Probation in CA

Probation is the most widely used form of correctional supervision in CA. There are three other forms of correctional supervision – prison, jail, and parole. Judges can sentence convicted offenders to the supervision of probation officers as an alternative to jail or prison. The DA, public defender, and the probation department influence judicial decisions. CA’s adult supervised probation population is more than twice the size of its prison population, almost four times larger than its jail population, and about six times larger than its parole population. Probation is also the cheapest form of correctional supervisor with average cost per offender at $4,400 a year.

Probation has been reshaped by recent reforms. Since 2009, legislation has encouraged county probation departments to keep violators under community supervision instead of returning them to state prison. Realignment in 2011 & Prop 47 in 2014 magnified this mission. As a result of these efforts, one in every hundred CA adults was on probation at the end of 2016.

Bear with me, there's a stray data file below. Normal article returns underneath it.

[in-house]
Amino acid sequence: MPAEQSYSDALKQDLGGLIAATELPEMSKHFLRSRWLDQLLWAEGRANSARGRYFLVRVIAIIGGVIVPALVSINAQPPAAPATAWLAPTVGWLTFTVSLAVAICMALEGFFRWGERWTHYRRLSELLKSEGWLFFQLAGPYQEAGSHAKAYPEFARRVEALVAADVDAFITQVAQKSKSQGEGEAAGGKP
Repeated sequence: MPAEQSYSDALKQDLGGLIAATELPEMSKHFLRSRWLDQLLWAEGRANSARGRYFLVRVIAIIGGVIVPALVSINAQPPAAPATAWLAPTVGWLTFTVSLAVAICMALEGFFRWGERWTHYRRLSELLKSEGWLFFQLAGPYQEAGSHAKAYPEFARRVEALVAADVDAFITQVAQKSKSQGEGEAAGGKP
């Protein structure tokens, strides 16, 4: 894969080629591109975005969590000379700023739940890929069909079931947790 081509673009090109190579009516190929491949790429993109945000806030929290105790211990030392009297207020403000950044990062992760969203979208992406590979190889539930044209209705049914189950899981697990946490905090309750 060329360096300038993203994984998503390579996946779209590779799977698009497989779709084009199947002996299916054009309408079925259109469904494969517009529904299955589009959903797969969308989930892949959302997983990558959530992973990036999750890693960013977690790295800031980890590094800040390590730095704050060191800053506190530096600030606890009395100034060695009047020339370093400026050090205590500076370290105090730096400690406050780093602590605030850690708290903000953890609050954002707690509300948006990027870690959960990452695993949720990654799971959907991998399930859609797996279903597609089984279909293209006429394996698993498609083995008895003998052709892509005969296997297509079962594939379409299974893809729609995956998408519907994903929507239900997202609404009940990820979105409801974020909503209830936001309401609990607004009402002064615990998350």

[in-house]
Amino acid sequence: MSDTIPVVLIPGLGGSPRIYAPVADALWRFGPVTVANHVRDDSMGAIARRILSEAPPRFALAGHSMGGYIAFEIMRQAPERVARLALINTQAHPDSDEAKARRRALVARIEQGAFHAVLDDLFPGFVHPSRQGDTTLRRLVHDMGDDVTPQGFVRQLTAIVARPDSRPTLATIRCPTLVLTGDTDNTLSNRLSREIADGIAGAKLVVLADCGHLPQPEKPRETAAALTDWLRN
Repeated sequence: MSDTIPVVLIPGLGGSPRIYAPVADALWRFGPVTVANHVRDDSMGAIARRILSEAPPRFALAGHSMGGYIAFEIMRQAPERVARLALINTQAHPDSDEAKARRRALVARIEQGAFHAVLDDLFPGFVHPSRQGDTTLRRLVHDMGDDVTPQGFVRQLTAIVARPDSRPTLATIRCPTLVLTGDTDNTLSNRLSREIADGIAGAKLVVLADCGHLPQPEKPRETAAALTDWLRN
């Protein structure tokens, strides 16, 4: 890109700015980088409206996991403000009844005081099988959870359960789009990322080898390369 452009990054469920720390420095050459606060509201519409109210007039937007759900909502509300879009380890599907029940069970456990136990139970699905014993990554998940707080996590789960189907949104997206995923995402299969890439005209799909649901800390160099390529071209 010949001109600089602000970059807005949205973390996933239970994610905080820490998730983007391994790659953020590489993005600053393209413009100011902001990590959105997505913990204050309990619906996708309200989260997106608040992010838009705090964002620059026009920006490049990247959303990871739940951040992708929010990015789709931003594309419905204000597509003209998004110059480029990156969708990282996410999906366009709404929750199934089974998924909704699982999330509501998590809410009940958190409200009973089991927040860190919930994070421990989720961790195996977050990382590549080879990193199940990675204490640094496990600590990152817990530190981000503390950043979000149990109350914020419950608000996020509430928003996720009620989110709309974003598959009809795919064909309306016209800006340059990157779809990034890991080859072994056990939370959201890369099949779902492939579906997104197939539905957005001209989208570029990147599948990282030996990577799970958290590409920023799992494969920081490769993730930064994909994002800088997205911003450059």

CA’s adult probation caseload is down 19% from its historical high of 352,449 in 2003. The statewide-supervised caseload currently sits at 285,681. Felony probation cases account for 85% of the total caseload. The share of felony cases has shifted dramatically over time: from the 1970’s to 90’s, the majority of probation cases were misdemeanors, but by 2016 misdemeanor probation cases had declined by 76%.


Since Realignment, counties have been forced to increase expenditures to meet the increasing demand for probation services. County departments spent more than $1.5 billion in 2015, nearly $400 million more than they spent in 2010. But counties are spending twice as much on jails (about $3 billion in 2015). The daily cost of supervising a probationer is roughly $12. It costs astronomically more to house an inmate in jail or prison.

It’s too soon to label this trend mass probation, but a shift from hyper incarceration to an inflated use of probation makes a whole lot of sense. It’s cheaper, allows offenders to stay in the community, and has been proven to lower recidivism. Probation is not a catch all solution to mass incarceration in CA, but offers the potential to punish with proportionality as the guiding rationale.

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